Child Tooth Trauma
Tooth injuries can be very upsetting to a child and parent. It is estimated that about 30% of children experience some type of dental trauma. Trauma is often due to a mishap or sporting injury or to a lesser extent, a vehicle accident.
Injuries to the mouth often include knocking out a tooth, breaking teeth, pushing a tooth up into the gum, forcing the tooth out of position or loosening a tooth. In some cases root damage or jawbone fractures can occur.
The highest incidence of tooth damage occurs when the toddler becomes mobile but has not gained coordination – typically between 18 to 40 months.
For school aged children with permanent teeth,boys suffer trauma at twice the rate as girls due to their rambunctious nature and their involvement in contact sports.
What Should You Do When Your Child Has a Tooth Injury?
Many parents wonder when they should seek help. Although they don’t want to rush to the dentist every time their child bumps a tooth, they also don’t want to overlook an injury that may not be obvious. Therefore, we suggest that you contact your dentist when any of the following occurs:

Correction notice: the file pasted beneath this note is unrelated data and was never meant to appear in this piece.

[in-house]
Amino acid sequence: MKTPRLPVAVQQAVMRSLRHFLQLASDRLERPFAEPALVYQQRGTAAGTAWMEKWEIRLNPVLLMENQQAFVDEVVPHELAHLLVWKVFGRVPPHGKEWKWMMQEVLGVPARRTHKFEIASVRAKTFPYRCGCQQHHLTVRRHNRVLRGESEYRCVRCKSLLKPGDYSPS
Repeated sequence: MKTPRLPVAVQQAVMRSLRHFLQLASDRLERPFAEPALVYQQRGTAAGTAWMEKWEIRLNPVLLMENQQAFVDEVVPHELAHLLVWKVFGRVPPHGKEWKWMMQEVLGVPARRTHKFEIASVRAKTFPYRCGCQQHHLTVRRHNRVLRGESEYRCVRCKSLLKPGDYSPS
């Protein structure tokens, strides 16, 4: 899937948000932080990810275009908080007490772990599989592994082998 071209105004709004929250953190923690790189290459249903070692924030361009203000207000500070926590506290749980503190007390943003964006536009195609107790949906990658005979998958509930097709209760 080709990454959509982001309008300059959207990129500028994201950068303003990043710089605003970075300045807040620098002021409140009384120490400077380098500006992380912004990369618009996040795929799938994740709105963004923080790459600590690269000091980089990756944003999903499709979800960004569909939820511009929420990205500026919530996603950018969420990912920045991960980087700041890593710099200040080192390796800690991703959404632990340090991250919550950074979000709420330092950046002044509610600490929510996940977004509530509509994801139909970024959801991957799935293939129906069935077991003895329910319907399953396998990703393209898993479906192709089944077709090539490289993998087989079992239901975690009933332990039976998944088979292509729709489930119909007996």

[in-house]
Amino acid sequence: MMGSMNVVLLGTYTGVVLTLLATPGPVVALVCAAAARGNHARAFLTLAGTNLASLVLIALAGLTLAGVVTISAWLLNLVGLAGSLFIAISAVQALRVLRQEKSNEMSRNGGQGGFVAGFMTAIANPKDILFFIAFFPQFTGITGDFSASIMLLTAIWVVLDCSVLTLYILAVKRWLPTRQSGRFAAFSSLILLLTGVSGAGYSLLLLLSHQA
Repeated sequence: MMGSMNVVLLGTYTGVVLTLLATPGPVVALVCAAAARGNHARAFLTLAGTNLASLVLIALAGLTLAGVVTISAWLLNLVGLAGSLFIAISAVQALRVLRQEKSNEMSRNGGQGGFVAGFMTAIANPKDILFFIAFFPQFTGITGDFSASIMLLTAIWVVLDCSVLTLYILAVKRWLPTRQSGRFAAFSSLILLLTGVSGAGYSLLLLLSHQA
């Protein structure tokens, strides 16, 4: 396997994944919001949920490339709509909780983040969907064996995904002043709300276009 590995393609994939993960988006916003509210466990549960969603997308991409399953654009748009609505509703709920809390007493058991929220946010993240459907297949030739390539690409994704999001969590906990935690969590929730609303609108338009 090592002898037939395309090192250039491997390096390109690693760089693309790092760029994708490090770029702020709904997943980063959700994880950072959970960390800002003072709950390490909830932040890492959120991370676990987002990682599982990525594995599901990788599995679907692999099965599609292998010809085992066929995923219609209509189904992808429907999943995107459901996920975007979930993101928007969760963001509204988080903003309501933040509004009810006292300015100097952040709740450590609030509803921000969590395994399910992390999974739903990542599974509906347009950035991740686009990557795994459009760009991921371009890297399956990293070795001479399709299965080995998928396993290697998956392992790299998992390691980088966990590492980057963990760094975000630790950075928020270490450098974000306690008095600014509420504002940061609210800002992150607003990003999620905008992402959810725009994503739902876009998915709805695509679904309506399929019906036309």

- Whenever there is pain or sensitivity to hot or cold in a tooth
- If there is bleeding that does not stop in a reasonable period of time
- If there is a broken, missing or loose tooth after the event
- If there is significant swelling in or around the mouth
- If there is any object stuck in the mouth or if there is contamination to any area of the mouth – do not remove the object.
- If there is a significant cut in or around the mouth
- If the throat area is damaged in any way
- If the child has a fever after the trauma
- If there are any signs of infection
- If unsure – be cautious and call your dentist